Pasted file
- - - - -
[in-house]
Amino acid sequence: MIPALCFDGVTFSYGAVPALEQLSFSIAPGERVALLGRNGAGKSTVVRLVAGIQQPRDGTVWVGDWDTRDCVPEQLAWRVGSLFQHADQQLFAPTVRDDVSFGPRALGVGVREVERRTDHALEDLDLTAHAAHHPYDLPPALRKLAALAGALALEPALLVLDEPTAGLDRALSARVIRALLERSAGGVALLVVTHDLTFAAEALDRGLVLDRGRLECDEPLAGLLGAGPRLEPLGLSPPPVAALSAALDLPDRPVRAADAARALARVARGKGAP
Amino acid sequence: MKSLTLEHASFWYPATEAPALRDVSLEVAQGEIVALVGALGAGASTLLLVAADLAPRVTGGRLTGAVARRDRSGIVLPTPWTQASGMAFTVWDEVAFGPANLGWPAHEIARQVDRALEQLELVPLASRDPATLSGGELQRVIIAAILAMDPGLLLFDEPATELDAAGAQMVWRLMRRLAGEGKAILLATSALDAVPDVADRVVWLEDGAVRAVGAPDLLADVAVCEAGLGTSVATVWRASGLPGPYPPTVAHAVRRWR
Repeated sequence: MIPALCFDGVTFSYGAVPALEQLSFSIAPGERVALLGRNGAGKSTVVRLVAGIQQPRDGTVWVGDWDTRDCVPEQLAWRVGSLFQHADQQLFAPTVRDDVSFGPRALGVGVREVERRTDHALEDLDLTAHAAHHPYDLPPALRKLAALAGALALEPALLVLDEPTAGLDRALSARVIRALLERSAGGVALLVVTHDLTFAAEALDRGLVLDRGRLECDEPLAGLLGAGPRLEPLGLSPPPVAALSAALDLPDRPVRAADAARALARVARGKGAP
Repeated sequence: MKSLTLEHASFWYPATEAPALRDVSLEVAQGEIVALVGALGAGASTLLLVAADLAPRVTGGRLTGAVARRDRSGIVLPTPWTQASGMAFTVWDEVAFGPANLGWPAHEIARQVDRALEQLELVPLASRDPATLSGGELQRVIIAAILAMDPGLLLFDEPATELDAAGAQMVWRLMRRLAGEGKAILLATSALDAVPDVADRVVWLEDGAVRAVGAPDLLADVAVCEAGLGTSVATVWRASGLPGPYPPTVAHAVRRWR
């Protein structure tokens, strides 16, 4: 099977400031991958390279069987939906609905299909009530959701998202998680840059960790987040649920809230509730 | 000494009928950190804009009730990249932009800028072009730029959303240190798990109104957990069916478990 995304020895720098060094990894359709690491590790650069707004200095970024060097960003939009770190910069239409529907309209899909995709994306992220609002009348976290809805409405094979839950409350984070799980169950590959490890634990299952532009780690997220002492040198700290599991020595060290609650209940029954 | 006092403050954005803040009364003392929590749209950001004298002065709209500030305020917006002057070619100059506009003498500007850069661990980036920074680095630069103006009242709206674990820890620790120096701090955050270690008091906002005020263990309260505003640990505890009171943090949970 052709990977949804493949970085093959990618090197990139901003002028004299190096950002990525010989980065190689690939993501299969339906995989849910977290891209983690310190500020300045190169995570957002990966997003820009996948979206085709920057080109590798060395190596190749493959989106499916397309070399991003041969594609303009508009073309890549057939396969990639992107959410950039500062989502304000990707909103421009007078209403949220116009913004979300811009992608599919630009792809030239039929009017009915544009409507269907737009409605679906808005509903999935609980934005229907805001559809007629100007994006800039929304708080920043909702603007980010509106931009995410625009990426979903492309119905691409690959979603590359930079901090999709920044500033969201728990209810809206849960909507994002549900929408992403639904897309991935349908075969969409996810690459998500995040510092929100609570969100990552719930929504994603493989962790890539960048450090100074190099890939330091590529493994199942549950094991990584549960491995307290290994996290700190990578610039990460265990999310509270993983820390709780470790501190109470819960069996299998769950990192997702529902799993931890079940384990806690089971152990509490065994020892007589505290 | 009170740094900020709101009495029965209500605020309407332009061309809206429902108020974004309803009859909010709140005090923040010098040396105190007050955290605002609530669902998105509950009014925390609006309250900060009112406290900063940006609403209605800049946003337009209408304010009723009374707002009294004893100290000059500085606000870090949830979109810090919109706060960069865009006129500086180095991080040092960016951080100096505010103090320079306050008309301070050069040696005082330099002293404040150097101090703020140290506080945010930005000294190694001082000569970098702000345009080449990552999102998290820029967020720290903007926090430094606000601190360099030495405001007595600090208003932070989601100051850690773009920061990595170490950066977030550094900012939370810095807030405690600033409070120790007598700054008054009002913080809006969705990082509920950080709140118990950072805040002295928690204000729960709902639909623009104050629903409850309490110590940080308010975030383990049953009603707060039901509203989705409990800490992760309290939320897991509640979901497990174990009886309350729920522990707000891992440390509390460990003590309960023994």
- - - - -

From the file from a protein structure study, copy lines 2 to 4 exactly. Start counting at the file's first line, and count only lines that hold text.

Amino acid sequence: MIPALCFDGVTFSYGAVPALEQLSFSIAPGERVALLGRNGAGKSTVVRLVAGIQQPRDGTVWVGDWDTRDCVPEQLAWRVGSLFQHADQQLFAPTVRDDVSFGPRALGVGVREVERRTDHALEDLDLTAHAAHHPYDLPPALRKLAALAGALALEPALLVLDEPTAGLDRALSARVIRALLERSAGGVALLVVTHDLTFAAEALDRGLVLDRGRLECDEPLAGLLGAGPRLEPLGLSPPPVAALSAALDLPDRPVRAADAARALARVARGKGAP
Amino acid sequence: MKSLTLEHASFWYPATEAPALRDVSLEVAQGEIVALVGALGAGASTLLLVAADLAPRVTGGRLTGAVARRDRSGIVLPTPWTQASGMAFTVWDEVAFGPANLGWPAHEIARQVDRALEQLELVPLASRDPATLSGGELQRVIIAAILAMDPGLLLFDEPATELDAAGAQMVWRLMRRLAGEGKAILLATSALDAVPDVADRVVWLEDGAVRAVGAPDLLADVAVCEAGLGTSVATVWRASGLPGPYPPTVAHAVRRWR
Repeated sequence: MIPALCFDGVTFSYGAVPALEQLSFSIAPGERVALLGRNGAGKSTVVRLVAGIQQPRDGTVWVGDWDTRDCVPEQLAWRVGSLFQHADQQLFAPTVRDDVSFGPRALGVGVREVERRTDHALEDLDLTAHAAHHPYDLPPALRKLAALAGALALEPALLVLDEPTAGLDRALSARVIRALLERSAGGVALLVVTHDLTFAAEALDRGLVLDRGRLECDEPLAGLLGAGPRLEPLGLSPPPVAALSAALDLPDRPVRAADAARALARVARGKGAP